Low-cost housing in Mumbai: A market at the base of the pyramid?

Wednesday, July 29, 2009

Estimates suggest that India has a shortfall of more than 25 million low-cost or affordable houses. The result is sprawling slums that ring some of the country’s largest cities and a bewildering maze of tenement buildings in which three-generations-under-one-roof-families jostle for space and privacy in spaces of 150 square feet and above. As Supriya Menon said recently, they say it is easy to find everything in Mumbai except for a house (BBC, 15 June).

Just like everywhere else across Asia, the real money in residential property development over the last two decades has been at the high end of market. Take a drive in any Asian city and chances are it won’t be too long before you are passing swanky, gated condominium developments – replete with pools, manicured grass and landscaped gardens, gyms and Italian marble (not to mention faux statues) – where well heeled locals mingle with expats (or at least those still lucky enough to be on fat expat packages – a dwindling number these days it should be noted). There’s a high chance, also, that the high-end development is right next door to dwellings straight out of Slumdog Millionaire.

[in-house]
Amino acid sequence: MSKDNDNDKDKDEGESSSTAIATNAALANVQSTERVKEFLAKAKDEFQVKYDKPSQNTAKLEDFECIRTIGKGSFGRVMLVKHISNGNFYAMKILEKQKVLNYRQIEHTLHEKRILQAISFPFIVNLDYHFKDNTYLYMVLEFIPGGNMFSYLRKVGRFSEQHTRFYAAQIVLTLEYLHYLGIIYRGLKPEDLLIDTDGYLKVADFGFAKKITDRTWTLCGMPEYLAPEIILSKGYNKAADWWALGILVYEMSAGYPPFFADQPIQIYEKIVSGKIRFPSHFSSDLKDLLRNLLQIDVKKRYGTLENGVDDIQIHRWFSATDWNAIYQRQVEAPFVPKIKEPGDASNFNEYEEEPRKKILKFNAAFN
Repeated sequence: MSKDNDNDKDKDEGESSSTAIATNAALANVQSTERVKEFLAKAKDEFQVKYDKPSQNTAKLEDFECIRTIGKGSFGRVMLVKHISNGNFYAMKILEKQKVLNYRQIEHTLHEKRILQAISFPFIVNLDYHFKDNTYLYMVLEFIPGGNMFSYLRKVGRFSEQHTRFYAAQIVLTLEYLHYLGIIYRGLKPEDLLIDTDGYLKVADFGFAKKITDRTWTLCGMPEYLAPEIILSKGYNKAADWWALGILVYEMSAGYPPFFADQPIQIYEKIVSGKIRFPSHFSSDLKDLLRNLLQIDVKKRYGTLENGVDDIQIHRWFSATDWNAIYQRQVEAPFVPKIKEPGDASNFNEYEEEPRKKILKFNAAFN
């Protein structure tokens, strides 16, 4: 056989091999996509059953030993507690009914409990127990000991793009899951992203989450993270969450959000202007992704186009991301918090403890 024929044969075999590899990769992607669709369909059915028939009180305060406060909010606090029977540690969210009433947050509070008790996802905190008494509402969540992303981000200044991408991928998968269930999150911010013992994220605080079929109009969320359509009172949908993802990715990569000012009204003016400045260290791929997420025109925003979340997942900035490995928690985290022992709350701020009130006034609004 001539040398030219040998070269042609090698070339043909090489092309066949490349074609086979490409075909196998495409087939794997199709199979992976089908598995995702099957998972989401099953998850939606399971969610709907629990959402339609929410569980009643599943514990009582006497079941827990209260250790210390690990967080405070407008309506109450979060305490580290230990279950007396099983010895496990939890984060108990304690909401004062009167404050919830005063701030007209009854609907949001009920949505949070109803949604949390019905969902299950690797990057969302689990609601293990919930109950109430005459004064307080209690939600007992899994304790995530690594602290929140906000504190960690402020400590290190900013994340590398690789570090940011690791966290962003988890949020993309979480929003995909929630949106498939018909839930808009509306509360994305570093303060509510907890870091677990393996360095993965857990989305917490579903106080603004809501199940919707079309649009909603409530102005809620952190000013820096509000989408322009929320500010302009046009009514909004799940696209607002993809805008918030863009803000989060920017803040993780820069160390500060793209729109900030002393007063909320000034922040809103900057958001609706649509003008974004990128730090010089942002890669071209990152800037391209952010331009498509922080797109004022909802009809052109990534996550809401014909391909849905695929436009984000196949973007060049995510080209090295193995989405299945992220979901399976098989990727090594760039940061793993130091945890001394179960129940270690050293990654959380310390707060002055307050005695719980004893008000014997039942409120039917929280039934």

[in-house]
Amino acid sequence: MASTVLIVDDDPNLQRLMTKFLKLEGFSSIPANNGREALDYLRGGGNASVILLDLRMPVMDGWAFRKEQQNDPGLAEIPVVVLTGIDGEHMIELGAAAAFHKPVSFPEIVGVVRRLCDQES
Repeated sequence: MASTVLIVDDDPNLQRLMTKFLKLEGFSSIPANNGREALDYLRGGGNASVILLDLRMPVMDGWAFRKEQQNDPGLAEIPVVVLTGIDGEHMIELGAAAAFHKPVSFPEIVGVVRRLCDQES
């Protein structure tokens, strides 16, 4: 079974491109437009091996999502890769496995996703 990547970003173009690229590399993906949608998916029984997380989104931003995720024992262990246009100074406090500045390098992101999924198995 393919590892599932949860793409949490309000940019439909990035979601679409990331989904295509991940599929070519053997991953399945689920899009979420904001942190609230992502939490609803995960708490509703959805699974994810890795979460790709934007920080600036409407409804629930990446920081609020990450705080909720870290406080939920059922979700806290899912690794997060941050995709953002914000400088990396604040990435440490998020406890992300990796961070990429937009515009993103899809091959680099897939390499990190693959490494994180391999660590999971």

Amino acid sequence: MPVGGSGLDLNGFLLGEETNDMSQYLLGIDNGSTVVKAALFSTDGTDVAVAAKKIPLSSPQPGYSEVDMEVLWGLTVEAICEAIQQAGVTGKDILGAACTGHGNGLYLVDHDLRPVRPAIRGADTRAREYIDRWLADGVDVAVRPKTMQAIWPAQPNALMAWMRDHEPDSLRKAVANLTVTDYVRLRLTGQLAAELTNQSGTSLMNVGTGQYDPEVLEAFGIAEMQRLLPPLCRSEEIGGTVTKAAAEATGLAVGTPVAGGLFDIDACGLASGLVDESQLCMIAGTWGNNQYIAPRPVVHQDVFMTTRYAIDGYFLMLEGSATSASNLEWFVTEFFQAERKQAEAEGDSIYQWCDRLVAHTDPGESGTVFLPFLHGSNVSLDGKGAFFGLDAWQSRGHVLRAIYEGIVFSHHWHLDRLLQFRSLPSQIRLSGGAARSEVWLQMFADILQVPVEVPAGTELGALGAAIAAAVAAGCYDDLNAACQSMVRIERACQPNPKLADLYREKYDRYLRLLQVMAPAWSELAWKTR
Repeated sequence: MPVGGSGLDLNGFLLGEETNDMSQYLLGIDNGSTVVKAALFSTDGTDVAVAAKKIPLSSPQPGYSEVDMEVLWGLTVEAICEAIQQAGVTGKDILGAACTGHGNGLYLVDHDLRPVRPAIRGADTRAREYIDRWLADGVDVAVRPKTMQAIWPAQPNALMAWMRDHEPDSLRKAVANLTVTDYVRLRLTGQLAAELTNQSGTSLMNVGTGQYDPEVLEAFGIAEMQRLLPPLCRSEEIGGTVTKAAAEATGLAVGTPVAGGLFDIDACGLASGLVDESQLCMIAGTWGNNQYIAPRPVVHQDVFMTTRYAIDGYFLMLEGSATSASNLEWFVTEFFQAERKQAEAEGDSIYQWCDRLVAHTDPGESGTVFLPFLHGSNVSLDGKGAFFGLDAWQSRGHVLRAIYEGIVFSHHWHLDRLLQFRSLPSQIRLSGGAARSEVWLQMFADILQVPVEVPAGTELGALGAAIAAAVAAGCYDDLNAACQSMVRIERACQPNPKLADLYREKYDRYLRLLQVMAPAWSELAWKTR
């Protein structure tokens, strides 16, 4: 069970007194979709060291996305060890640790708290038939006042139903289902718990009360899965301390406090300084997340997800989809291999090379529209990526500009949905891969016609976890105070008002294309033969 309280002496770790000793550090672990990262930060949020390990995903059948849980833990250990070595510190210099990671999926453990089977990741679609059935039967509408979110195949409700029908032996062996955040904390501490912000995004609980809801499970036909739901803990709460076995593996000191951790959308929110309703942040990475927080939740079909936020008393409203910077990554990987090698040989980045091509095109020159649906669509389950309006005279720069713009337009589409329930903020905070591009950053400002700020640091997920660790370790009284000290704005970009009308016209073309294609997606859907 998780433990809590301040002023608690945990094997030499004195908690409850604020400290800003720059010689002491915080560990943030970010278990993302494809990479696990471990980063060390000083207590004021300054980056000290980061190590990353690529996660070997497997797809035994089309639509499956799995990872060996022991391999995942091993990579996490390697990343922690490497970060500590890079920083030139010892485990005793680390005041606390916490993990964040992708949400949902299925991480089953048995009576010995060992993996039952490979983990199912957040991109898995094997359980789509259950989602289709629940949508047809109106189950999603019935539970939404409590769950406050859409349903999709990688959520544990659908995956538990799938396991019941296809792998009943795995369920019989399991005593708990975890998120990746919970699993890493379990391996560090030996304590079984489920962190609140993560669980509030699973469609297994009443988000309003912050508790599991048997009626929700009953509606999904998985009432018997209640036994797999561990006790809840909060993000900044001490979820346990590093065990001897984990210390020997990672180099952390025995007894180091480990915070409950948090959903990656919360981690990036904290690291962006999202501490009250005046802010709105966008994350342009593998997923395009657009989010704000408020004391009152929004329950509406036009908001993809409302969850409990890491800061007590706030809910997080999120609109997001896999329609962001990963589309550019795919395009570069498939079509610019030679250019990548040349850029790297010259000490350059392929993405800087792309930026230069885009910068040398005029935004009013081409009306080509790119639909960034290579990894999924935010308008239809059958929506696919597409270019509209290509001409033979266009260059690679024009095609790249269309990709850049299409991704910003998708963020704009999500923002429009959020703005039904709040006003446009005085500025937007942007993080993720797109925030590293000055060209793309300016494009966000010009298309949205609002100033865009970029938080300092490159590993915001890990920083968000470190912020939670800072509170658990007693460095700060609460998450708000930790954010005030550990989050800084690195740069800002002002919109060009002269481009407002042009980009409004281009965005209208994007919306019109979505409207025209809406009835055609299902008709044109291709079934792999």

But the high end of the market has lost its shine in India. Premium homes can be profitable, but not so much if buyers are scarce; which they are these days. Faced with a slowdown in the housing market, several large Indian developers have turned their attention to providing low-cost housing for middle class buyers and, interestingly, lower class as well.

Source: CSR Asia (link opens in a new window)

Base of the Pyramid, housing